The greatest takeaway here from a recruitment standpoint is, that HR need not shoulder the burden of creating their employer brand on their own. In today’s marketplace, HR and marketing need to work hand-in-hand to create a great impression.
When this foundation is well built, recruitment efforts can be greatly maximized both in strategies and tactical roll-outs. We can “sell” opportunities to the best candidates who, knowing and liking your brand, will be more likely to have an open mind, and more likely to be willing to compromise more during the job offer negotiation process.
Have you come across any companies doing kooky things to get candidates to pay attention? Please share your stories with us!
In a recent Forbes article, contributor Josh Bersin discussed how Deloitte has found the top two people issues facing organizations in 2014 are leadership and retention. More over, after companies have spent years focusing on cost cutting, restructuring, and pushing people to work harder, today, more than 60 per cent of organizations are telling Deloitte their top challenge is managing the “overwhelmed employee.”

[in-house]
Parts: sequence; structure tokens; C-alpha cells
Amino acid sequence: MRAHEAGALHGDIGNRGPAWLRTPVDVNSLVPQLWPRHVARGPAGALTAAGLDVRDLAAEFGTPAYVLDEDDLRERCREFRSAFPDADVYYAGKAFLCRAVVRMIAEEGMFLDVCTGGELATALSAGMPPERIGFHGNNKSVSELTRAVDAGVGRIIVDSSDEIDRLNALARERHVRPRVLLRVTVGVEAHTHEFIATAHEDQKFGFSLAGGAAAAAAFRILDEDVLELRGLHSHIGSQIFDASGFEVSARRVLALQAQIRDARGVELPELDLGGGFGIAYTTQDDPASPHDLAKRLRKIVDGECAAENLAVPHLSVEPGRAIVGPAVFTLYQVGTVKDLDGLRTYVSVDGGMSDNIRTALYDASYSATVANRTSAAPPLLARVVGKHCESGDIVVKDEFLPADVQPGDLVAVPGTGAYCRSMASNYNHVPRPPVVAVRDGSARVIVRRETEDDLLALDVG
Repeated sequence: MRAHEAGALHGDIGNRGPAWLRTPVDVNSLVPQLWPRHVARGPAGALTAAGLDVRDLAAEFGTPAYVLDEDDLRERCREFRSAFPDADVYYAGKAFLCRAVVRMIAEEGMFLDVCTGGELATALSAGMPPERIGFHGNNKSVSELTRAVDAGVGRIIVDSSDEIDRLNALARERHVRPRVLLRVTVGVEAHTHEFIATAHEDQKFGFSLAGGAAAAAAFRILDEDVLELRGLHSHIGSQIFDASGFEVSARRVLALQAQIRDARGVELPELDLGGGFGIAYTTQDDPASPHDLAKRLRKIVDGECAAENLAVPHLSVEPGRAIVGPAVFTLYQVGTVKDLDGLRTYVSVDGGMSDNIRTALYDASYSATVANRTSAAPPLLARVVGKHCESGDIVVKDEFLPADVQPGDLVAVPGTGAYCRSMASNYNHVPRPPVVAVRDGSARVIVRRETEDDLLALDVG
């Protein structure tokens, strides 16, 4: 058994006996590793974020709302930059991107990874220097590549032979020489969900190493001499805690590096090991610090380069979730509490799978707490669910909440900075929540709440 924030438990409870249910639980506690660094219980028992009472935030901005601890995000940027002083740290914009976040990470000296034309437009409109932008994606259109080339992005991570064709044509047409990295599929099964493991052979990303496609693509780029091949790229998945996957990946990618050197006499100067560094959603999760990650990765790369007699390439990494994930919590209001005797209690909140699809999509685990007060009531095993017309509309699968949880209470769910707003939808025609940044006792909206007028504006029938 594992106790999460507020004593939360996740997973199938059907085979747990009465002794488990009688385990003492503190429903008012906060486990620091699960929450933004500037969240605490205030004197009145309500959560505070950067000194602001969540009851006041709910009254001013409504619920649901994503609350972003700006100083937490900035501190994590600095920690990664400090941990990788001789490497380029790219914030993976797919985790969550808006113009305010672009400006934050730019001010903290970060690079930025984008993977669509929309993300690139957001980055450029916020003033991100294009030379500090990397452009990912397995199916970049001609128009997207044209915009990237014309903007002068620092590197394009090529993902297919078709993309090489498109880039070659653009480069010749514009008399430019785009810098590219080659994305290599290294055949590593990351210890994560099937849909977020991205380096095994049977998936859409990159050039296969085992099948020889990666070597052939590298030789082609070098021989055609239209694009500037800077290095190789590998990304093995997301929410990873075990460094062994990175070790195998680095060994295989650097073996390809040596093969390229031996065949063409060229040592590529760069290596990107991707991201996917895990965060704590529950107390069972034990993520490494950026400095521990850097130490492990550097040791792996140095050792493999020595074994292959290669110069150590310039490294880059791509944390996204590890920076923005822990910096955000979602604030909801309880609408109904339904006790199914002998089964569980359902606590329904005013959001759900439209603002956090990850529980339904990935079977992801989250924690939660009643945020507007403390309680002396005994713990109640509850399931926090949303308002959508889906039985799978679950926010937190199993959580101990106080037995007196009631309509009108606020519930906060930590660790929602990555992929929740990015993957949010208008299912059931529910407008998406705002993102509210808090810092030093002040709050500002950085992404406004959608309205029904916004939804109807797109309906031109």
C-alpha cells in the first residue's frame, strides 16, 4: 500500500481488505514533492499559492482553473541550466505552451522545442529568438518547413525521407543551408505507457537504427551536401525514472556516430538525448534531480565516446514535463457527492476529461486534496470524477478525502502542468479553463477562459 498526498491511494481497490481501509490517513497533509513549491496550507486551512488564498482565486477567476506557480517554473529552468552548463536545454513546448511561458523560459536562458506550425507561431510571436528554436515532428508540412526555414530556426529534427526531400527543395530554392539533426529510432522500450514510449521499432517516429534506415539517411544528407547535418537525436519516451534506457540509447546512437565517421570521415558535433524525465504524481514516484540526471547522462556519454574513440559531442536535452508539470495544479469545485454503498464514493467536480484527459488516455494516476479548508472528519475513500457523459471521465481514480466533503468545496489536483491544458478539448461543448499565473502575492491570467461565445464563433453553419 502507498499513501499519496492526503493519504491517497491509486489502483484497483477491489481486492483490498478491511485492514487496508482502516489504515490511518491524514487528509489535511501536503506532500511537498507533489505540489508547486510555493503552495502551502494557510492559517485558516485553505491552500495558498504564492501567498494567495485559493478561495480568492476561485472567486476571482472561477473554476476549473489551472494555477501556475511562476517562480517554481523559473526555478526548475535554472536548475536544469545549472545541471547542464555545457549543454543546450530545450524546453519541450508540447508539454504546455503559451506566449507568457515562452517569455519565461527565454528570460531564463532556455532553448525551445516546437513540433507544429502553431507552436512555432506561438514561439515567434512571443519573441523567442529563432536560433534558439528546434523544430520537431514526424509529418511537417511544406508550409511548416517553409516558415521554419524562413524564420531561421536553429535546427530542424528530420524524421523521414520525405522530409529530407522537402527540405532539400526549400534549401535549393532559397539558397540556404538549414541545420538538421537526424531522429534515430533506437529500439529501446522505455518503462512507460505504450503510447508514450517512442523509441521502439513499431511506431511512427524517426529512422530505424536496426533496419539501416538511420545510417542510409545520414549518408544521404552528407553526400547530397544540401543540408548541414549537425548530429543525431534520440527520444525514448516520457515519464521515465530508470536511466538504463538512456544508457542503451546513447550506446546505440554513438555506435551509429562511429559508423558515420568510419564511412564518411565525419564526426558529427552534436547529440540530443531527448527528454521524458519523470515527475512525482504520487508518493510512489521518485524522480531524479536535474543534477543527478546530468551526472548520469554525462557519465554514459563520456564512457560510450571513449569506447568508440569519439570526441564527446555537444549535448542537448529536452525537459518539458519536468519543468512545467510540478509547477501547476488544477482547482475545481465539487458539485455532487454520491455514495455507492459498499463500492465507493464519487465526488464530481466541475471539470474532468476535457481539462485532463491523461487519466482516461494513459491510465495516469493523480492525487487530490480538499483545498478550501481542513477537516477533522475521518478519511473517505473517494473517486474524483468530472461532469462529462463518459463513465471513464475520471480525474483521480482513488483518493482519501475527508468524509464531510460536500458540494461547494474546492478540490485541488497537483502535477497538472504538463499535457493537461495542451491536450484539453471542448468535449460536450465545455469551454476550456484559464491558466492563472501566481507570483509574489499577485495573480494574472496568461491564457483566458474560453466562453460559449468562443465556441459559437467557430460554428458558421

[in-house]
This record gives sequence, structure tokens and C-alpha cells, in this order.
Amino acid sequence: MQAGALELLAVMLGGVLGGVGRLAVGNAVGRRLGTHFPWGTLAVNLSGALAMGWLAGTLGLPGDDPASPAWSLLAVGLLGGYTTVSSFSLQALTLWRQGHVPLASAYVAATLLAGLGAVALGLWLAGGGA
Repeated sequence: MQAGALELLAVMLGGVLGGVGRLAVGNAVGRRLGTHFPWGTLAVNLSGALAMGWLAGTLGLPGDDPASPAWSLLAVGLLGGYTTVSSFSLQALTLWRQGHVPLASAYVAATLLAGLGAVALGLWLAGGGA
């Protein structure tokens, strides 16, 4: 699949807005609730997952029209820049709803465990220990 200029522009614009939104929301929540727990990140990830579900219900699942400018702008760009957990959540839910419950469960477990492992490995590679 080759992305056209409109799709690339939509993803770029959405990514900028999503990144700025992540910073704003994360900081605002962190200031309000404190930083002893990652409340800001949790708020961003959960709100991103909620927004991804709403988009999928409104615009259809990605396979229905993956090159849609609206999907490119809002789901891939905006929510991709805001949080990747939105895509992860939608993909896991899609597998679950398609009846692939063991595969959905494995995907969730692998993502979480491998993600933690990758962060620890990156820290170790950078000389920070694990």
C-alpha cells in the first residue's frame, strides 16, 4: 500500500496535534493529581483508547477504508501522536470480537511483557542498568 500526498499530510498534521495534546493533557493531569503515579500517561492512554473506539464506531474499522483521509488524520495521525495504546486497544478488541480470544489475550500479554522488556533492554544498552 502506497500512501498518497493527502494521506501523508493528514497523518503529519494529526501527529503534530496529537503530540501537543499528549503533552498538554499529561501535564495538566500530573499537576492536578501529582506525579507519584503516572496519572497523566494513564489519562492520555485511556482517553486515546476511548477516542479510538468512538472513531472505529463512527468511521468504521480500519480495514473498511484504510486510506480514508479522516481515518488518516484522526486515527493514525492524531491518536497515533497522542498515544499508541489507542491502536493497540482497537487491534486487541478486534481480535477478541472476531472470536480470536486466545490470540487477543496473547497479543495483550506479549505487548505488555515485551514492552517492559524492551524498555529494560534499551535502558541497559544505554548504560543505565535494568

Image courtesy iStock Photos.
Bersin predicts that the high-performing employee will soon takeover control of the workplace environment. This group is more apt to consider changing jobs as they seek out career growth, and companies need to cater to them in order to stay ahead of their competition. Thus, helping the overwhelmed employee become the inspired employee by creating a meaningful, rewarding and enjoyable work environment is an absolute must to win in business today.
Top-performing employees are often naturally inspired from within and as a result, they seek out work environments that complement and support their inner inspiration drivers.
We speak to these top-performers everyday, and have found that more and more, there are specific trending patterns of “wants” and “asks” that are popping up on these candidates’ must-have list. Here are the top three priority areas that we’ve identified based on our conversations with the most talented candidates we’ve encountered in the marketplace: